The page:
I have just started learning stochastic calculus and my professor posed the following as exercises to help understand how we construct the Ito Integral.

Let $B$ be a standard Brownian motion. Fix $t>0,n>0,\delta = t/n $. Let $V_j = B_{j\delta}$ and $\Delta_j = V_{j+1} - V_j $. Evaluate the limits of the following as $n ->\infty$:

  1. $I_1(n)=\sum_j{V_{j+1}}*\Delta_j $
  2. $I_2(n)=\sum_j{\frac{1}{2}(V_{j+1}+V_j)}*\Delta_j $

I am pretty stuck on this so any hints or help would be great. I am interested in understand how to prove these. Thanks!

  • $\begingroup$ Probably you mean $V_j = B_{j \delta}$...? And how did you define/construct the Itô integral? $\endgroup$ – saz Jun 11 '15 at 6:06
  • $\begingroup$ This is what I mean, sorry I am new to using Latex type writing. And we defined the Ito integral but taking the limit of $I_1(n)$ but replacing $V_{j+1}$ with $V_j$. $\endgroup$ – EE_13 Jun 11 '15 at 15:06
  • $\begingroup$ Basically the heart of this question is getting at why we took the left endpoint instead of the right endpoint or a weighted sum of the two. Do you have some intuition as to why we did this? $\endgroup$ – EE_13 Jun 11 '15 at 15:10

By the definition of the Itô integral, we know that

$$\sum_{j=1}^n V_j \cdot \Delta_j \to \int_0^t B_s \, dB_s. \tag{1}$$

Note that we can write

$$I_1(n) = \sum_{j=1}^n V_{j+1} \Delta_j = \sum_{j=1}^n \underbrace{(V_{j+1}-V_j)}_{\Delta_j} \Delta_j + \sum_{j=1}^n V_j \Delta_j. \tag{2}$$

By $(1)$, the second term at the right-hand side converges to $\int_0^t B_s \, dB_s$ in $L^2$, so we just have to find the limit of the first term. To this end, recall the following theorem on quadratic variation of Brownian motion:

Theorem: Let $(B_t)_{t \geq 0}$ a Brownian motion. Then $$\sum_{j=1}^n (B_{t \frac{j+1}{n}}-B_{t \frac{j}{n}})^2$$ converges in $L^2$ to $t$.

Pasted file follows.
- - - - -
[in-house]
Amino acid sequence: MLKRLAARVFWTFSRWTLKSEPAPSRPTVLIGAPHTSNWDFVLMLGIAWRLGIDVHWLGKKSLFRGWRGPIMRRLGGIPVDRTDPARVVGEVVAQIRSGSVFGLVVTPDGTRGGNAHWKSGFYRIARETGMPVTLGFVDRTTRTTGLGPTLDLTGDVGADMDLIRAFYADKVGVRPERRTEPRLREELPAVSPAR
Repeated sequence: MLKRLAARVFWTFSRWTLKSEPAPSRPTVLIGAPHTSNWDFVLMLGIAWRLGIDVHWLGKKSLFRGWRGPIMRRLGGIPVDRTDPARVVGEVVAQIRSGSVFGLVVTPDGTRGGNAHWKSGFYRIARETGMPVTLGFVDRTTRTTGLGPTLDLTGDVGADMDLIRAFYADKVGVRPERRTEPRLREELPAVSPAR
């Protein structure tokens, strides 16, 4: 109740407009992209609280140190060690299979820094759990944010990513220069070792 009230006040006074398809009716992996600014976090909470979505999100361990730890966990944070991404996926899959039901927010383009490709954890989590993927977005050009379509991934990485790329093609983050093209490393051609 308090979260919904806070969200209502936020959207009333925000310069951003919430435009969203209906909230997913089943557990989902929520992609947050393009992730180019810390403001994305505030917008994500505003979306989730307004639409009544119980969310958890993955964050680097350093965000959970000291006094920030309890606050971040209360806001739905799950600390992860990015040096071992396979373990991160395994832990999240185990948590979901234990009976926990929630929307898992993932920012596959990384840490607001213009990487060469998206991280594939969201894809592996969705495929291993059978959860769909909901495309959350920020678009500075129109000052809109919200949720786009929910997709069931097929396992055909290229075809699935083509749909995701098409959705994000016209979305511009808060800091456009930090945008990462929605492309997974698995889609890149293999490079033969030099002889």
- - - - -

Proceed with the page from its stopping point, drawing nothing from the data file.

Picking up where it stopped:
Using this in $(2)$, we find that

$$I_1(n) \stackrel{n \to \infty}{\to} t + \int_0^t B_s \, dB_s. \tag{3}$$

The argumentation for the second one is very similar; I leave it to you.

Remark: Since you asked for the reason for the choice of the left endpoint: If we use the left endpoint, then it is not difficult to see that the "discrete" stochastic integral

$$\sum_{j=1}^n \phi(t_{j-1}) (B_{t_{j+1}}-B_{t_j})$$

of some function $\phi$ is a martingale. The martingale property is preserved if we take the limit and this means that any Itô integral is a (local) martingale. This turns out to be quite useful. In contrast, if we take a e.g. the right endpoint or a weighted sum, then the result is in general not a martingale (as $(3)$ shows).

  • $\begingroup$ Very clear explanation of the choice of the left endpoint, thanks! $\endgroup$ – EE_13 Jun 11 '15 at 18:02
  • $\begingroup$ If we were to consider the midpoint instead what would be the way to go about this... i.e. if we want to evaluate the limit of $I_3(n)=\sum_j{V_{j+\frac{1}{2}}}*\Delta_j $ $\endgroup$ – EE_13 Jun 11 '15 at 18:13
  • 1
    $\begingroup$ @user3692250 For fixed $\alpha \in [0,1]$ set $t_j^* := \frac{j}{n} t + \alpha \frac{1}{n}$. Then one can show that $$\sum_j B(t_j^*) \Delta_j$$ converges to $$\int_0^t B_s \, dB_s + \alpha t.$$ (left endpoint: $\alpha=0$, midpoint: $\alpha = \frac{1}{2}$, right endpoint: $\alpha=1$) $\endgroup$ – saz Jun 11 '15 at 18:18

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